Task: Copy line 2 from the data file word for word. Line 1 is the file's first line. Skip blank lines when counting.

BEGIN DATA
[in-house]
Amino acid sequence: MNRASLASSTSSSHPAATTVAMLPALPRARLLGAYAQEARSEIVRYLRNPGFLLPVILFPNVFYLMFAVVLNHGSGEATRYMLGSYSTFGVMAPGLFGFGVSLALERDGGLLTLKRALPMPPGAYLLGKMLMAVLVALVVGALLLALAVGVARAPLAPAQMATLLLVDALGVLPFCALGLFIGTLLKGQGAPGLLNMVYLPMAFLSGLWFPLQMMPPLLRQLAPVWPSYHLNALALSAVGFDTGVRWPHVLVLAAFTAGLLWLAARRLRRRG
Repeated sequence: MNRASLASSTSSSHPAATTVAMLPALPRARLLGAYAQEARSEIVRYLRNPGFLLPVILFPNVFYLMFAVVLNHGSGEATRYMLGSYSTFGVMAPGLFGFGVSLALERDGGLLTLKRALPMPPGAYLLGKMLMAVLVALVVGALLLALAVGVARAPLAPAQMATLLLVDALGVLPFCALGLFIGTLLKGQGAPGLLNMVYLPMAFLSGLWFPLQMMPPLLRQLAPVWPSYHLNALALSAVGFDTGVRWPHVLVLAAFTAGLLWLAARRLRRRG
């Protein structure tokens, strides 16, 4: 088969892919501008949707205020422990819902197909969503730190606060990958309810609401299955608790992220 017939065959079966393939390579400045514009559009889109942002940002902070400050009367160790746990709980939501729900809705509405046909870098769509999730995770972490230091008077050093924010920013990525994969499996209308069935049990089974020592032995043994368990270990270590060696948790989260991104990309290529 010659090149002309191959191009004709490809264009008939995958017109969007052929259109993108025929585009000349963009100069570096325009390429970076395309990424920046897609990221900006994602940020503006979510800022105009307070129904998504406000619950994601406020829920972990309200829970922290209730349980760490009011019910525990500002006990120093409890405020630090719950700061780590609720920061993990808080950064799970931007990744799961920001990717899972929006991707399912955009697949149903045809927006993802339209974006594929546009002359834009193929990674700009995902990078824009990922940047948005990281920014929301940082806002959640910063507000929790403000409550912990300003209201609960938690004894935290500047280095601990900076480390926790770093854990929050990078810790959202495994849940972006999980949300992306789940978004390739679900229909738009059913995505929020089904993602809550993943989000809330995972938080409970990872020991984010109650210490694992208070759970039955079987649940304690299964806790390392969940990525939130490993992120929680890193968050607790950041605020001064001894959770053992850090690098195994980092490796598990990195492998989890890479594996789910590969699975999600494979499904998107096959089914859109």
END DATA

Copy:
Amino acid sequence: MNRASLASSTSSSHPAATTVAMLPALPRARLLGAYAQEARSEIVRYLRNPGFLLPVILFPNVFYLMFAVVLNHGSGEATRYMLGSYSTFGVMAPGLFGFGVSLALERDGGLLTLKRALPMPPGAYLLGKMLMAVLVALVVGALLLALAVGVARAPLAPAQMATLLLVDALGVLPFCALGLFIGTLLKGQGAPGLLNMVYLPMAFLSGLWFPLQMMPPLLRQLAPVWPSYHLNALALSAVGFDTGVRWPHVLVLAAFTAGLLWLAARRLRRRG